This is the 10th article in a year-long series celebrating Industrial Paint & Powder's 80th anniversary. The feature stories below are a portion of the articles that appeared in 1978 in the magazine, then known as Industrial Finishing.


March 2-The coffin of Charlie Chaplin, who died a couple of months earlier at 88, is stolen from a cemetery in Corsier-sur-Vevey, Switzerland.

April 10-The first American-made Volkswagen rolls off the assembly line at a plant in Pennsylvania.

April 18-Marking what President Carter termed "the beginning of a new era," the Senate votes to turn over the Panama Canal to Panama on December 31, 1999.

June 10-Affirmed wins the Belmont stakes to take the Triple Crown with 18-year-old phenomenon Steve Cauthen aboard.

July 25-The first baby to be conceived outside the human body is born to a British couple.

Sept. 17-Muhammad Ali, 36, defeats Leon Spinks in 15 grueling rounds. Ali won the title back for the third time, unprecedented in boxing history.

Oct. 23-John Paul II, the first non-Italian to be elevated to the papacy in 455 years, is inaugurated.

Nov. 29-The last of the bodies of more than 900 American followers of cult leader Jim Jones who committed suicide in Jonestown, Guyana, are flown out of the South American country.

Dec. 31-Legendary Ohio State football coach Woody Hayes loses his cool during the Gator Bowl, punching a Clemson University player after he intercepted a pass in the last minute of play in the 17-15 Clemson win.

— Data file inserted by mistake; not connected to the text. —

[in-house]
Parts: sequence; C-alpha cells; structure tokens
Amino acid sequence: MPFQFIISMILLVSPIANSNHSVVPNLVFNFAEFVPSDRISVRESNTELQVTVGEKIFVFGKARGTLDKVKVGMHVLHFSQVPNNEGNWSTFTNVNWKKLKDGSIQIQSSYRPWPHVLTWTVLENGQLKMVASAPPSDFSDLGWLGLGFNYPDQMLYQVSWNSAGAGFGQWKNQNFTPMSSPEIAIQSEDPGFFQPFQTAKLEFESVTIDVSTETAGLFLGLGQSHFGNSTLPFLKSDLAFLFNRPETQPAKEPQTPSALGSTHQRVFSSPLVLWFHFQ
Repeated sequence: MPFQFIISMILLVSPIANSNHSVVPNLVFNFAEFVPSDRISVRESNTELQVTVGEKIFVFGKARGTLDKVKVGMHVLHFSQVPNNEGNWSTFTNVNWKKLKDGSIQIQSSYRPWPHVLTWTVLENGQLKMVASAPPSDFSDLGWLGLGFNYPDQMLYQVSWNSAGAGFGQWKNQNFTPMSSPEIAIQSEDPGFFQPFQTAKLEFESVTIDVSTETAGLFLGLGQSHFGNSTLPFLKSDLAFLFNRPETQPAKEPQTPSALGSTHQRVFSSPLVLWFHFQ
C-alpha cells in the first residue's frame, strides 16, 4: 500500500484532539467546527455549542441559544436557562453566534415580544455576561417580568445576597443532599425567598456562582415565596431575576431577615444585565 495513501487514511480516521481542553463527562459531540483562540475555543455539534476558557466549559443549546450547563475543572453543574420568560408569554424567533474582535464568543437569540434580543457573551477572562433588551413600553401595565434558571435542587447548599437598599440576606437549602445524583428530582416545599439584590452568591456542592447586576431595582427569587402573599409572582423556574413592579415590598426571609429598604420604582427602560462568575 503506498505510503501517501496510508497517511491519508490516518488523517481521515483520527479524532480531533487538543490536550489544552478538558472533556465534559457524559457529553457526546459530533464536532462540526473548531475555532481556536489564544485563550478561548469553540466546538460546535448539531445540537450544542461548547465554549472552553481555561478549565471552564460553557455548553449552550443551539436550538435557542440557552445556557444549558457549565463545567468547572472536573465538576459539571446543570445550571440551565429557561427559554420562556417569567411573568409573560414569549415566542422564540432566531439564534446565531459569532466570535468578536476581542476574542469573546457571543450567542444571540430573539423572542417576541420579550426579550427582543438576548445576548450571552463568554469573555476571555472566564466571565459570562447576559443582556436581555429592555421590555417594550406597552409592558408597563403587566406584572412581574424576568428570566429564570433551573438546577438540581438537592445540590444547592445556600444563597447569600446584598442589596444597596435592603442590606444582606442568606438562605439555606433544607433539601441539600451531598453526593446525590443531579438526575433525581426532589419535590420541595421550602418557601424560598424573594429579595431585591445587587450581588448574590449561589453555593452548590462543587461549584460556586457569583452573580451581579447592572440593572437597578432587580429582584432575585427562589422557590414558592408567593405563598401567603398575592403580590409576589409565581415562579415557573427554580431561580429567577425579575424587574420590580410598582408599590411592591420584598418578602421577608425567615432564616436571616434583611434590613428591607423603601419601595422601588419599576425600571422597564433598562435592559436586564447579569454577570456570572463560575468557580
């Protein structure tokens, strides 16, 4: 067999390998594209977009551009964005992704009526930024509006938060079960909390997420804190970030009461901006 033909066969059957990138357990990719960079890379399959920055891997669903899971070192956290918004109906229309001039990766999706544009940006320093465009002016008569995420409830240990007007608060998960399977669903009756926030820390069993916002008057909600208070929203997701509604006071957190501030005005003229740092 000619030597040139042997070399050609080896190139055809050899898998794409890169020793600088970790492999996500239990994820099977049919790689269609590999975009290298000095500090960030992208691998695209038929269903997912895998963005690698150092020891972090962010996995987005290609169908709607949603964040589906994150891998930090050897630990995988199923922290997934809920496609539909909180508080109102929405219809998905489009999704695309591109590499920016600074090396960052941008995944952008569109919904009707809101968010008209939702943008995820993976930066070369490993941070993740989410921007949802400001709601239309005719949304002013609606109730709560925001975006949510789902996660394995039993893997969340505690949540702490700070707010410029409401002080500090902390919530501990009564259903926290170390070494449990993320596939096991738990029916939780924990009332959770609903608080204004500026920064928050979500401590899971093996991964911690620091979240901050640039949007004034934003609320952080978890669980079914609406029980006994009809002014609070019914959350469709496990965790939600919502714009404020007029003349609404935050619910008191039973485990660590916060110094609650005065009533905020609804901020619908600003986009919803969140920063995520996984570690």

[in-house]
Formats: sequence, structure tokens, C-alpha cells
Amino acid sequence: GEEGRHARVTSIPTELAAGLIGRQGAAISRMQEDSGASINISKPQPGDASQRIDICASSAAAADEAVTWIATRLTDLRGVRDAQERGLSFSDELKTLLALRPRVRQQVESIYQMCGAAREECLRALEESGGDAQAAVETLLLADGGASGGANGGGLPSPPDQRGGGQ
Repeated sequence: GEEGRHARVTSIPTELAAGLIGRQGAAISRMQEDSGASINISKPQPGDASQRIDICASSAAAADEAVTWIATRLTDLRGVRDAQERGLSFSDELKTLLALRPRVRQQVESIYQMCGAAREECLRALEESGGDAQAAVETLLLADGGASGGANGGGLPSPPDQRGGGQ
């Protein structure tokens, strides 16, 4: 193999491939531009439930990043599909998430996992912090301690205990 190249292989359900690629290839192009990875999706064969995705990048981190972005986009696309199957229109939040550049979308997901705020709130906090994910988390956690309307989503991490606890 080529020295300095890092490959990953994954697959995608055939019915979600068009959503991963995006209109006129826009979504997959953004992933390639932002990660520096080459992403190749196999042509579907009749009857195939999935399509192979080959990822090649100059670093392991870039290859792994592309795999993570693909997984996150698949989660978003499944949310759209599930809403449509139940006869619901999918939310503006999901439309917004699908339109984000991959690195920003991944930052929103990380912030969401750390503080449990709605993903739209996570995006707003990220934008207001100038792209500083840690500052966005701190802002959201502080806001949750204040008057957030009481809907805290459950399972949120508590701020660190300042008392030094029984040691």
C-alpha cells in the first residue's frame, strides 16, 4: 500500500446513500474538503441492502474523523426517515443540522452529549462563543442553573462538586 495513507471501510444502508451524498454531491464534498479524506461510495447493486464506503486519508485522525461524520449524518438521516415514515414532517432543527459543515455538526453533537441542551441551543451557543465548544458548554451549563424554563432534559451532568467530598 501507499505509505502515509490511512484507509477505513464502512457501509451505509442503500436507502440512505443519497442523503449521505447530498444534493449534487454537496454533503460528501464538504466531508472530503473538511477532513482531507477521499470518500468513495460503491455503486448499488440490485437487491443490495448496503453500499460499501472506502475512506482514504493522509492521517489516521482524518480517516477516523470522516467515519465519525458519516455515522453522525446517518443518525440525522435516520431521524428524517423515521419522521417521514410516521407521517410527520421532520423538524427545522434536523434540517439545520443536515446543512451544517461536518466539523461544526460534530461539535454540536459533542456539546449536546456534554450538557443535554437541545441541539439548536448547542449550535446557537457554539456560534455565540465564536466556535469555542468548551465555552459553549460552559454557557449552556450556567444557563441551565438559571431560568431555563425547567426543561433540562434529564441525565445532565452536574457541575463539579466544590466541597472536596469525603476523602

Feb. 26-The triumphant return of the Ayatollah Khomeini to Iran after 16 years unleashes a revolutionary fervor that had been kept in check by the departed Shah.

March 31-Egypt's President Sadat makes history by signing a peace treaty with Israel, isolating himself in the Arab world.

July 31-The Chrysler Corp. announces the largest quarterly loss in its history and asks the federal government for $1 billion in cash to keep the company afloat.

Nov. 26-The hostage crisis, which began on November 4 when a mob of students stormed the U.S. embassy in Tehran and took the occupants hostage, deteriorates. In an angry speech, Ayatollah Khomeini repeats the students' threat that the hostages would be killed if the embassy is attacked.

Dec. 31-President Carter accuses Soviet leader Brezhnev of lying about the invasion of Afghanistan. Carter rejected Brezhnev's assertion that the Soviets had been invited by the Afghan government, which was subsequently toppled in a coup.


Jan. 18-Gold, up $159 in a week, soars to $802 per ounce.

Feb. 24-The U.S. hockey team defeats Finland 4-2 after a stunning 4-3 victory over the incumbent Soviet squad, touching off patriotic celebrations throughout the nation.

Apr. 28-The effort to free the American hostages in Tehran fails. Eight helicopters had been dispatched to free the hostages, but they were called back after three had technical failures. When the choppers landed in the desert to refuel, eight servicemen were killed when one chopper collided with a transport plane.

May 19-At least eight people are dead in Washington after Mount St. Helens erupts, sending up a 60,000-foot tower of ash that darkens the skies as far as 160 miles away.